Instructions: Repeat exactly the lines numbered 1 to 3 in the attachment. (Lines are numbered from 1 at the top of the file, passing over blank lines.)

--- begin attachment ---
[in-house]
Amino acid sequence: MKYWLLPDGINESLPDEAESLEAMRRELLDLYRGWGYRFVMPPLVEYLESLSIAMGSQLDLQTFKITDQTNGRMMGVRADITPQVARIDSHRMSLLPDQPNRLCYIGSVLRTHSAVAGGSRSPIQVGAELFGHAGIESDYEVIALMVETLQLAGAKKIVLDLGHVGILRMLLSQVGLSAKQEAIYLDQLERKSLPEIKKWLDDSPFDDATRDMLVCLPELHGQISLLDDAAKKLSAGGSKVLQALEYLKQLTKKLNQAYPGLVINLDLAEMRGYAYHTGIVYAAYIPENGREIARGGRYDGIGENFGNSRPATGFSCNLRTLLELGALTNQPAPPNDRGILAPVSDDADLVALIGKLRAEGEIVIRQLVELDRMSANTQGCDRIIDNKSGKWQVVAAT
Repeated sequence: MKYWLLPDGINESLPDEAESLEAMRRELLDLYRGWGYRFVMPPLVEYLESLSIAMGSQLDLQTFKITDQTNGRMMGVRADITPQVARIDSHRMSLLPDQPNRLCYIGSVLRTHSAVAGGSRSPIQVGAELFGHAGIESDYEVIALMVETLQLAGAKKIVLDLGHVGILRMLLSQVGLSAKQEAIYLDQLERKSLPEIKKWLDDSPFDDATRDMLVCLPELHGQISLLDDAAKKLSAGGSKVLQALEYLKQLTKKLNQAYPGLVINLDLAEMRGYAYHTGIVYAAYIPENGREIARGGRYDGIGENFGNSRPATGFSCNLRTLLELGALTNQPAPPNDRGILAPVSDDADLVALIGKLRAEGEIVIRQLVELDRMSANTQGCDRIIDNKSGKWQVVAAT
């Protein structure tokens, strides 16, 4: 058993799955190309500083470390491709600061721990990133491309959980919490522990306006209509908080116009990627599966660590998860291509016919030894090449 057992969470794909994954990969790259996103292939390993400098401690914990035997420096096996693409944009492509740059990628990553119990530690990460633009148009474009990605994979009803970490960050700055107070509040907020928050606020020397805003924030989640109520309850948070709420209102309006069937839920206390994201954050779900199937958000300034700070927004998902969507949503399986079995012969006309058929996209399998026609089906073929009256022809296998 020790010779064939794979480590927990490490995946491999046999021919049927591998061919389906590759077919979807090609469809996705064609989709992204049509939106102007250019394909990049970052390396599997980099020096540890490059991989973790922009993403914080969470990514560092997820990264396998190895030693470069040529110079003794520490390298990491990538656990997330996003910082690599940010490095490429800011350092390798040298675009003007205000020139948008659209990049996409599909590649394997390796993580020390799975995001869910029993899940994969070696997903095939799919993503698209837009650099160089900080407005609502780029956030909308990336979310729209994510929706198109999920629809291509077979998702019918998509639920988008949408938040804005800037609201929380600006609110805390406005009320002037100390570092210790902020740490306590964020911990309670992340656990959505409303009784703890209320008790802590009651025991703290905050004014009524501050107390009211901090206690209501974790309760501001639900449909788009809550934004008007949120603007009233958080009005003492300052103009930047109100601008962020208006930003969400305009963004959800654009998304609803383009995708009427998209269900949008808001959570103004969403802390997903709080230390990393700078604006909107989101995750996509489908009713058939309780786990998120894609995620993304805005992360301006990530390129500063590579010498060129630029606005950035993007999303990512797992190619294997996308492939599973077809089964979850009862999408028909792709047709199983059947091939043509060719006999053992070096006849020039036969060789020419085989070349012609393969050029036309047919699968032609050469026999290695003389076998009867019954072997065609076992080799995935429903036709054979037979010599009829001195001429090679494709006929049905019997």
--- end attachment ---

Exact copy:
[in-house]
Amino acid sequence: MKYWLLPDGINESLPDEAESLEAMRRELLDLYRGWGYRFVMPPLVEYLESLSIAMGSQLDLQTFKITDQTNGRMMGVRADITPQVARIDSHRMSLLPDQPNRLCYIGSVLRTHSAVAGGSRSPIQVGAELFGHAGIESDYEVIALMVETLQLAGAKKIVLDLGHVGILRMLLSQVGLSAKQEAIYLDQLERKSLPEIKKWLDDSPFDDATRDMLVCLPELHGQISLLDDAAKKLSAGGSKVLQALEYLKQLTKKLNQAYPGLVINLDLAEMRGYAYHTGIVYAAYIPENGREIARGGRYDGIGENFGNSRPATGFSCNLRTLLELGALTNQPAPPNDRGILAPVSDDADLVALIGKLRAEGEIVIRQLVELDRMSANTQGCDRIIDNKSGKWQVVAAT
Repeated sequence: MKYWLLPDGINESLPDEAESLEAMRRELLDLYRGWGYRFVMPPLVEYLESLSIAMGSQLDLQTFKITDQTNGRMMGVRADITPQVARIDSHRMSLLPDQPNRLCYIGSVLRTHSAVAGGSRSPIQVGAELFGHAGIESDYEVIALMVETLQLAGAKKIVLDLGHVGILRMLLSQVGLSAKQEAIYLDQLERKSLPEIKKWLDDSPFDDATRDMLVCLPELHGQISLLDDAAKKLSAGGSKVLQALEYLKQLTKKLNQAYPGLVINLDLAEMRGYAYHTGIVYAAYIPENGREIARGGRYDGIGENFGNSRPATGFSCNLRTLLELGALTNQPAPPNDRGILAPVSDDADLVALIGKLRAEGEIVIRQLVELDRMSANTQGCDRIIDNKSGKWQVVAAT